One Ford representative who wanted to remain unnamed believes more cuts will be done before any positive numbers result. “They are going to analyze numbers in April and see what steps will be required next.” The company already plans to close six plants by 2008, including Wixom, MI; Windsor, Ontario; St. Louis; Atlanta; and Batavia, Ohio.
After the release of this customer-oriented business plan, many where unhopeful of its future business effect. Many economic analysts believe that Ford will once again remain unsuccessful with its business expectations. Robert Barry and Patrick Archambault, Goldman Sachs global investment researchers, report in their Feb. 2006 monthly report, that they also believe the “Way Forward” plan will fall short of what is needed to restore profitability to the North American auto business. “Ford would have to sell only those vehicles it can price at a level that covers variable and fixed costs plus allow for some degree of profit. This is the approach we believe many Asian automakers take when deciding which vehicles to add to or keep in their lineup.”
And so the concern with foreign automakers’ sales begins. Currently, Ford produces more than it can sell due to rising foreign automakers’ sales. In January, Toyota reported a near 14 percent increase in its monthly sales. This rise is often speculated to be directly involved with foreign cars’ ability to use fuel more effectively, which due to its rising cost, is an impactful factor in many Americans’ decision in buying a new car.
The Ford representative also believes that foreign cars continue to be popular because they are marketed as new and exotic, exciting products. “Many people also believe they have superior quality over U.S. automakers even though that gap [of thinking] has been shrinking. Also, foreign automakers are seen as providing value, which means different things to different people – for some it’s purely price, for others it’s quality and low maintenance [ideals].”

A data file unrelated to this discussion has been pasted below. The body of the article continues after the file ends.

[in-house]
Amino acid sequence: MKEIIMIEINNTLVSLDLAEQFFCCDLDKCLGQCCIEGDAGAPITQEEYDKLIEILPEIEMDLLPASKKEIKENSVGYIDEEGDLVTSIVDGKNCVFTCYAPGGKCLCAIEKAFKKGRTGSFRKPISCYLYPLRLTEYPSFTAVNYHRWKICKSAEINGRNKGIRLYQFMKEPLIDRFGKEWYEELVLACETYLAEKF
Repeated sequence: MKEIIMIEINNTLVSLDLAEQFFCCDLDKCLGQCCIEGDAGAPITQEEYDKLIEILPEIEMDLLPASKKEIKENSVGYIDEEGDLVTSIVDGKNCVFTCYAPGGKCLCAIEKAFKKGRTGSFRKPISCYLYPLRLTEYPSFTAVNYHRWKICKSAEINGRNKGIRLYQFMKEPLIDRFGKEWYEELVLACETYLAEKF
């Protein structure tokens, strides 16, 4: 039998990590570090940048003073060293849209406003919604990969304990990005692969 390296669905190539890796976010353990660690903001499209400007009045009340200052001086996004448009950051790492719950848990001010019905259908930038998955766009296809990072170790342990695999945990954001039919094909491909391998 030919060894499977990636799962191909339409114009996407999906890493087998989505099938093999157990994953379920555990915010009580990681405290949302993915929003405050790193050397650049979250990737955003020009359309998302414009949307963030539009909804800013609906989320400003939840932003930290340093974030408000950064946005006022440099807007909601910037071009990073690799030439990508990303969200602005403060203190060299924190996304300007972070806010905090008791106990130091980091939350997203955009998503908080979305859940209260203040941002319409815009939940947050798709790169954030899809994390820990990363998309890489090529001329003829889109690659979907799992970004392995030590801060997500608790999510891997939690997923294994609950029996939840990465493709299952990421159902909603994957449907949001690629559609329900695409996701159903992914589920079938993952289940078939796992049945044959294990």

This continuous rising sales trend for foreign automakers has many local Chicagoans offering suggestions for Ford to return back to the American tradition of auto sales. Jess D’Amico remains assured that the auto industry will rebound. “Coming from the South, there is a lot of pride invested in what’s homemade of distinct American quality,” said D’Amico, who lives in Chicago’s Boys town, who currently does not own a car. “I think foreign cars will continue to be popular, when you give people the choice of either or, they want to keep it.”
“I think auto companies need to design for the future, not what is hip and will sell well now,” said Sarah Morgan. “I’m assured that Ford will rise their car sales if they keep in mind what their buying audience ultimately desires.” Whatever the choice is, America’s economy hopes for an increase in revenue in the near future.
Ultimately, the same Ford Representative believes the company needs to keep customers in mind even in this troubling economic time. “The top priority is to keep improving quality and ensure that it gets known. Second, [we need to] make exciting products and offer “WOW” type features [that] add value for our customers,” they said.